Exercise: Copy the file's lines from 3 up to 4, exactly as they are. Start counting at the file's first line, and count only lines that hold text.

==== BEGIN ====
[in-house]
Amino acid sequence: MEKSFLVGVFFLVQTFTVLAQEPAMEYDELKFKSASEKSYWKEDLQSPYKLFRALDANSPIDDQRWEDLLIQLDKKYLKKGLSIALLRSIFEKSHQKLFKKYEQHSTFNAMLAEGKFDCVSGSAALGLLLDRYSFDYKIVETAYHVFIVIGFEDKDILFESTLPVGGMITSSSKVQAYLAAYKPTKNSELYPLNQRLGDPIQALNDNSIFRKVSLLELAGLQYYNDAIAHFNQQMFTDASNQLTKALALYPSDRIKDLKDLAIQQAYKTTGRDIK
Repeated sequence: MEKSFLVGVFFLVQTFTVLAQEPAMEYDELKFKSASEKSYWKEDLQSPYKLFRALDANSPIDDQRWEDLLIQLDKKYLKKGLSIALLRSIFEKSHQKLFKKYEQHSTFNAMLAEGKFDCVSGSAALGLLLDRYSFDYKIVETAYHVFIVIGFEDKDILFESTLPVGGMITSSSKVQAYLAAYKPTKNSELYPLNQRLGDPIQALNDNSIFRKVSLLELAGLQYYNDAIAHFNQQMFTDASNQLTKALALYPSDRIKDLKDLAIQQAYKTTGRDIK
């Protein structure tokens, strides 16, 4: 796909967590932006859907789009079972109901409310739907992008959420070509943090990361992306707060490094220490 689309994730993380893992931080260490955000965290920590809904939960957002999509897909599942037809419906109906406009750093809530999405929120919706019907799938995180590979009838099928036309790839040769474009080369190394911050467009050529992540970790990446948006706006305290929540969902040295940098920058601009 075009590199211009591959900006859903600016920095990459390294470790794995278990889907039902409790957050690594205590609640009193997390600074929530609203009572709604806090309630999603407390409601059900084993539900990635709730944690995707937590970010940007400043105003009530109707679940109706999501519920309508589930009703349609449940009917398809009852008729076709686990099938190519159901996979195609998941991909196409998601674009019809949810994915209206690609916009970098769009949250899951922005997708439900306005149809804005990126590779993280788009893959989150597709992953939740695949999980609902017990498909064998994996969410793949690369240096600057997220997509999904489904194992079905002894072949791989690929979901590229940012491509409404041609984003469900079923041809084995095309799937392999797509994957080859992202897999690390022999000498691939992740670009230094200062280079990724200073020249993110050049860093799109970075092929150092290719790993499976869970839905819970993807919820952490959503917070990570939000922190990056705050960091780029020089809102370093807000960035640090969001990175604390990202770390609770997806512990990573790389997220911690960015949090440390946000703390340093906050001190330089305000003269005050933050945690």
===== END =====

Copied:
Repeated sequence: MEKSFLVGVFFLVQTFTVLAQEPAMEYDELKFKSASEKSYWKEDLQSPYKLFRALDANSPIDDQRWEDLLIQLDKKYLKKGLSIALLRSIFEKSHQKLFKKYEQHSTFNAMLAEGKFDCVSGSAALGLLLDRYSFDYKIVETAYHVFIVIGFEDKDILFESTLPVGGMITSSSKVQAYLAAYKPTKNSELYPLNQRLGDPIQALNDNSIFRKVSLLELAGLQYYNDAIAHFNQQMFTDASNQLTKALALYPSDRIKDLKDLAIQQAYKTTGRDIK
């Protein structure tokens, strides 16, 4: 796909967590932006859907789009079972109901409310739907992008959420070509943090990361992306707060490094220490 689309994730993380893992931080260490955000965290920590809904939960957002999509897909599942037809419906109906406009750093809530999405929120919706019907799938995180590979009838099928036309790839040769474009080369190394911050467009050529992540970790990446948006706006305290929540969902040295940098920058601009 075009590199211009591959900006859903600016920095990459390294470790794995278990889907039902409790957050690594205590609640009193997390600074929530609203009572709604806090309630999603407390409601059900084993539900990635709730944690995707937590970010940007400043105003009530109707679940109706999501519920309508589930009703349609449940009917398809009852008729076709686990099938190519159901996979195609998941991909196409998601674009019809949810994915209206690609916009970098769009949250899951922005997708439900306005149809804005990126590779993280788009893959989150597709992953939740695949999980609902017990498909064998994996969410793949690369240096600057997220997509999904489904194992079905002894072949791989690929979901590229940012491509409404041609984003469900079923041809084995095309799937392999797509994957080859992202897999690390022999000498691939992740670009230094200062280079990724200073020249993110050049860093799109970075092929150092290719790993499976869970839905819970993807919820952490959503917070990570939000922190990056705050960091780029020089809102370093807000960035640090969001990175604390990202770390609770997806512990990573790389997220911690960015949090440390946000703390340093906050001190330089305000003269005050933050945690």